SONATA (UltraSOuNd-controlled release of Antimicrobial agents for localised Treatment of dentAl tissues)

Our goal and vision is to develop a novel platform for temporal and spatial control of drug release from silica particles (SP). This will be triggered by ultrasound, allowing the SP to reach and disrupt dental biofilms in inaccessible sites. We have assembled a multidisciplinary team with expertise in inorganic chemistry, dentistry and fluid mechanics. The team will determine the optimal conditions for ultrasound activation and delivery of novel SP in sophisticated endodontic model structures, biofilms and explanted teeth using advanced flow characterisation and imaging. We will validate this approach with clinically applied ultrasound probes in dentistry and will accelerate this development in dental practice with industry and dental partners. Our research aims to tackle problems in dental healthcare but a wider impact towards translation into other areas is envisioned, in alignment with UKRI Healthcare Technology Grand Challenge of Developing Future Therapies.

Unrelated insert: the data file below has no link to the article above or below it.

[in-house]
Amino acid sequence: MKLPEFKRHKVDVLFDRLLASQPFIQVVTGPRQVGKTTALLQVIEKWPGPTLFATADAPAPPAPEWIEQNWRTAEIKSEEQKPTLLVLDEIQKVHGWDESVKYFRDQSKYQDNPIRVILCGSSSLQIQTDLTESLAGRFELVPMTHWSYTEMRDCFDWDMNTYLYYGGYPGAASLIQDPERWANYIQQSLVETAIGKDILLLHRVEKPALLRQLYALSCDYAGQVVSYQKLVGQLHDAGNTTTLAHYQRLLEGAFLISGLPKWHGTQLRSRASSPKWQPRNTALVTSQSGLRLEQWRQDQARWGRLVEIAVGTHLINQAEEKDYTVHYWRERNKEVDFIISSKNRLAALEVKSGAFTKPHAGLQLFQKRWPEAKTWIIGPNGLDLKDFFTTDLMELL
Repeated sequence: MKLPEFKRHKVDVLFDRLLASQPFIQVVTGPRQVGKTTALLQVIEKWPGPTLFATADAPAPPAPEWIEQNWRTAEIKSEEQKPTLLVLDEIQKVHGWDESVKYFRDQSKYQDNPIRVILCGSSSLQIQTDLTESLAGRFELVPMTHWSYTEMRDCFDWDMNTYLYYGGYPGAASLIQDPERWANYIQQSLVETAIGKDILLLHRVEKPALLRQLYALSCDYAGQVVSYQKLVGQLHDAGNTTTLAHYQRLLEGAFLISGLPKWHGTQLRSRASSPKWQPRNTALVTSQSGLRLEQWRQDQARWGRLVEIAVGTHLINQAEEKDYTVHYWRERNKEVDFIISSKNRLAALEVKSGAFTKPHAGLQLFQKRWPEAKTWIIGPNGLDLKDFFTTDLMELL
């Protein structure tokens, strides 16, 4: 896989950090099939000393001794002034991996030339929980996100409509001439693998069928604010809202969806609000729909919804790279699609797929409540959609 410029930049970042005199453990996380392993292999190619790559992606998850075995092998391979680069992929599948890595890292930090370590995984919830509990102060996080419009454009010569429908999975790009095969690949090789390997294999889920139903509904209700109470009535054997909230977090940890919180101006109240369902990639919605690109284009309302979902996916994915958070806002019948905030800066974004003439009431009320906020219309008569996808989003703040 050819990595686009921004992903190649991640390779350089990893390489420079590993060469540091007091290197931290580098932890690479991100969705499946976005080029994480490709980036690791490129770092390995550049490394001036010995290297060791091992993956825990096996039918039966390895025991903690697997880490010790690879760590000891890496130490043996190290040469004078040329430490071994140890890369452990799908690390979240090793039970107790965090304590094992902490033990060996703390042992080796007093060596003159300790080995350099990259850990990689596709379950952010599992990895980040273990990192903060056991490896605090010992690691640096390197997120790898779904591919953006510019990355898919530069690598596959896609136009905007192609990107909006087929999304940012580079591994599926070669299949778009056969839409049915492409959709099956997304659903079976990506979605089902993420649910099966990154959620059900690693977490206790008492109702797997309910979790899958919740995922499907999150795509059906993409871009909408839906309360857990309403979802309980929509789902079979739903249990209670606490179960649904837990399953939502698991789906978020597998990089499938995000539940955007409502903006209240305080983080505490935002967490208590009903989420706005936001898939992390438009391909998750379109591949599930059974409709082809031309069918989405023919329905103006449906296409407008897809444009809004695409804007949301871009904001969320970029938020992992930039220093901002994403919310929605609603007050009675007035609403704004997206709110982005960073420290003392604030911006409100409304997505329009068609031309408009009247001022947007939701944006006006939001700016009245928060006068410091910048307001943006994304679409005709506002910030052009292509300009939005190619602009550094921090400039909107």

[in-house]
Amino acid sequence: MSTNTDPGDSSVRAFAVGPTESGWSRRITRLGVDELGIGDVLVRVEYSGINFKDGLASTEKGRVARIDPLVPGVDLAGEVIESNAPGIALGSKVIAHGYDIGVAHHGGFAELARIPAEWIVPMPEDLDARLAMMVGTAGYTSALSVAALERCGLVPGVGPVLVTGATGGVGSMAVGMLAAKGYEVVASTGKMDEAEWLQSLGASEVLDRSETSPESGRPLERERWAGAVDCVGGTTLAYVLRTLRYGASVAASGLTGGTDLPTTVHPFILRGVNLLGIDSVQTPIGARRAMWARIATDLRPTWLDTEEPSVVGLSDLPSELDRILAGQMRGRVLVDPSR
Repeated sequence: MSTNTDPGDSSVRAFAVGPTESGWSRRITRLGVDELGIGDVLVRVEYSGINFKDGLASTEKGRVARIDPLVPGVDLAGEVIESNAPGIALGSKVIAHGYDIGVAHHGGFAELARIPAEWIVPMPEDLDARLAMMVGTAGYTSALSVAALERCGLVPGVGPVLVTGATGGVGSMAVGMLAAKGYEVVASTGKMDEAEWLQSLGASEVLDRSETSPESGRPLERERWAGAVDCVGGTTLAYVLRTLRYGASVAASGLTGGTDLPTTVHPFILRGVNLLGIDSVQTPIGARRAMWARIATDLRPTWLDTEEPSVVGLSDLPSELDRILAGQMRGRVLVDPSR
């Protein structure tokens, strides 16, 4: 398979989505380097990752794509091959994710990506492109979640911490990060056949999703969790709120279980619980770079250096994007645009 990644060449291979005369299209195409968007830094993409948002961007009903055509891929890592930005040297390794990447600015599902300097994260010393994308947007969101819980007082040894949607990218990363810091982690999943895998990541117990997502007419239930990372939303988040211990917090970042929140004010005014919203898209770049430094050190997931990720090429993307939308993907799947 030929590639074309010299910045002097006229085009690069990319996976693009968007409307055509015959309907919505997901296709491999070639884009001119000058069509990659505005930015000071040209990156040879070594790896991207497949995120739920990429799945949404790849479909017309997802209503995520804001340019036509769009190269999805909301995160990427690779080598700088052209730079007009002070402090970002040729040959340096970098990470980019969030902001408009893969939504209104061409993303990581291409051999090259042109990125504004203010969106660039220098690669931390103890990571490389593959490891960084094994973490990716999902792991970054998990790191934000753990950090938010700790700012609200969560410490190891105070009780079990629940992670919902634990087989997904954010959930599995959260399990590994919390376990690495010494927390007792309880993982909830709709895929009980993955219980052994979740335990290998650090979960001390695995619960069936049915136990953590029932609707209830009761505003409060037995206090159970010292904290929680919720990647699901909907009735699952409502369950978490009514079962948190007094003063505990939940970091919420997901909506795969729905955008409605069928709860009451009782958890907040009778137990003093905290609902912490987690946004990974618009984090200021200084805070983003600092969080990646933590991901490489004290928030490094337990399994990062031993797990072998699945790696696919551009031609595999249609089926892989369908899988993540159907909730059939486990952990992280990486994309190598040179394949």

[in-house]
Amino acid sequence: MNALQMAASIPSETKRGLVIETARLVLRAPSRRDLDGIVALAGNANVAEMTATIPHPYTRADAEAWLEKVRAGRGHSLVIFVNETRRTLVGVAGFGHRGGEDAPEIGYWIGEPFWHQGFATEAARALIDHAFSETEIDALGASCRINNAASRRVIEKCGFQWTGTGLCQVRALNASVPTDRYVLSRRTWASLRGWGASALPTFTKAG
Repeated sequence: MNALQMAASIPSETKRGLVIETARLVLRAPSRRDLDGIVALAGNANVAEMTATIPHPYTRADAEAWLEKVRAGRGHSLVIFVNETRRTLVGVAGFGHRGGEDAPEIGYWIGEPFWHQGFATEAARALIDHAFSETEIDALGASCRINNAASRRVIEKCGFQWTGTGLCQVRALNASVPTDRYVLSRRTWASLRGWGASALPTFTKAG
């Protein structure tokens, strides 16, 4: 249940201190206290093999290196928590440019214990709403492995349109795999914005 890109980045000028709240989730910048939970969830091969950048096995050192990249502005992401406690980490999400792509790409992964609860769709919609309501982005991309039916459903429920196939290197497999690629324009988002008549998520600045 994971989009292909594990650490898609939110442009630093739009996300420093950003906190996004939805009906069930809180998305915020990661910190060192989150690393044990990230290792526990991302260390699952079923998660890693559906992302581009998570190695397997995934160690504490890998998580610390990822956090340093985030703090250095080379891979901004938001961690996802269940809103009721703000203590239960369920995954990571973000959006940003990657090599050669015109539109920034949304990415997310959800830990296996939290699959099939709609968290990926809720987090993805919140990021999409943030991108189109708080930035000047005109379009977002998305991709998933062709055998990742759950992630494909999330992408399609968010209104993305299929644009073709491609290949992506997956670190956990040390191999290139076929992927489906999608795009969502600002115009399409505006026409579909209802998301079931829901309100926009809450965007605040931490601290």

• Vyas N, Wang QX, Walmsley AD. Improved biofilm removal using cavitation from a dental ultrasonic scaler vibrating in carbonated water. Ultrason Sonochem. 2020 Sep 3;70:105338. doi: 10.1016/j.ultsonch.2020.105338. Epub ahead of print. PMID: 32979637.
  • Vyas N, Mahmud M, Wang QX, Walmsley AD. Imaging and Quantification of the Area of Fast-Moving Microbubbles Using a High-Speed Camera and Image Analysis. J Vis Exp. 2020 Sep 5;(163). doi: 10.3791/61509. PMID: 32955504.